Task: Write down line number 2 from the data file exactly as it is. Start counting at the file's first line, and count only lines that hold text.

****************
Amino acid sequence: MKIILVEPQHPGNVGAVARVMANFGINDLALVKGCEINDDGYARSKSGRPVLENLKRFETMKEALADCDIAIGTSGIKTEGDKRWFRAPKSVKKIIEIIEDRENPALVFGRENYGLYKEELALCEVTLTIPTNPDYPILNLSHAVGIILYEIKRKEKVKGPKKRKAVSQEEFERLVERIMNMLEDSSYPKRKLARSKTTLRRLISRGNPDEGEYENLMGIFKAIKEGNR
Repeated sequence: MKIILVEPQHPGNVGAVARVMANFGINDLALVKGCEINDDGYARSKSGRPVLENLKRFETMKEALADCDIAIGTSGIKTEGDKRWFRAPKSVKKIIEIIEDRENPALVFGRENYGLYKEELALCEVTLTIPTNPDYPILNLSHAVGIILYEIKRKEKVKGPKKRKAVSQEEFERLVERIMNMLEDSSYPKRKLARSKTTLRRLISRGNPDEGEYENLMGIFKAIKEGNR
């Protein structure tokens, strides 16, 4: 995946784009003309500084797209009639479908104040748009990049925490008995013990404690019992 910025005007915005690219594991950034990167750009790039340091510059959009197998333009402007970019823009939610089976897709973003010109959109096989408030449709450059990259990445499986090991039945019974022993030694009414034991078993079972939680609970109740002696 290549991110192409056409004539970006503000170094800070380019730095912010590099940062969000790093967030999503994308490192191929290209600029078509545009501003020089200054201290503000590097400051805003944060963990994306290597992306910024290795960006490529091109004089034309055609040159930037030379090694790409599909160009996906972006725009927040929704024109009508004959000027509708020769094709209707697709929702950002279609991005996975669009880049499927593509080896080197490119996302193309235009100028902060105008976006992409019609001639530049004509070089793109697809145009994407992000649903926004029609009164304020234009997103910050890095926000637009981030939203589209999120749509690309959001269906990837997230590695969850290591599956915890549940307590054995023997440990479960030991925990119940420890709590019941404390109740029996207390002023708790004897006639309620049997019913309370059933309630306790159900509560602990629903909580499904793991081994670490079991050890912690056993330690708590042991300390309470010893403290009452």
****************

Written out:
Repeated sequence: MKIILVEPQHPGNVGAVARVMANFGINDLALVKGCEINDDGYARSKSGRPVLENLKRFETMKEALADCDIAIGTSGIKTEGDKRWFRAPKSVKKIIEIIEDRENPALVFGRENYGLYKEELALCEVTLTIPTNPDYPILNLSHAVGIILYEIKRKEKVKGPKKRKAVSQEEFERLVERIMNMLEDSSYPKRKLARSKTTLRRLISRGNPDEGEYENLMGIFKAIKEGNR